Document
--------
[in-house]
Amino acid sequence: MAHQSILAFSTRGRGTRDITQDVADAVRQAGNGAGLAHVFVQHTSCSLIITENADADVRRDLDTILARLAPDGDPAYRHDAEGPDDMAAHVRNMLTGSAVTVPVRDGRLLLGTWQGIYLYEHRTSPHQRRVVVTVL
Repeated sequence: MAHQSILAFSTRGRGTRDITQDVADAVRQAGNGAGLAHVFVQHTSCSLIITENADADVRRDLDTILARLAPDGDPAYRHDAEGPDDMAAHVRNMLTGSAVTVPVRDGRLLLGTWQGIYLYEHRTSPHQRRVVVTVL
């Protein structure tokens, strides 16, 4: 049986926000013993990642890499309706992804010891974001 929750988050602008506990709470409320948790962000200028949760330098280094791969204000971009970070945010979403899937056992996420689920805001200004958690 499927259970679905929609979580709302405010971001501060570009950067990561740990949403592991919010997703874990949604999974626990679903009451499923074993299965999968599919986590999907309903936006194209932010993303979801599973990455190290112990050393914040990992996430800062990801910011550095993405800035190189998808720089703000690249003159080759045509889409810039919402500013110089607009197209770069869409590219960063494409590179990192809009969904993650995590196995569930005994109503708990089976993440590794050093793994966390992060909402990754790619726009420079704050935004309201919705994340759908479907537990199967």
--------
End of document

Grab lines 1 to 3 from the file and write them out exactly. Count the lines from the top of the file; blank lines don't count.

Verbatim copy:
[in-house]
Amino acid sequence: MAHQSILAFSTRGRGTRDITQDVADAVRQAGNGAGLAHVFVQHTSCSLIITENADADVRRDLDTILARLAPDGDPAYRHDAEGPDDMAAHVRNMLTGSAVTVPVRDGRLLLGTWQGIYLYEHRTSPHQRRVVVTVL
Repeated sequence: MAHQSILAFSTRGRGTRDITQDVADAVRQAGNGAGLAHVFVQHTSCSLIITENADADVRRDLDTILARLAPDGDPAYRHDAEGPDDMAAHVRNMLTGSAVTVPVRDGRLLLGTWQGIYLYEHRTSPHQRRVVVTVL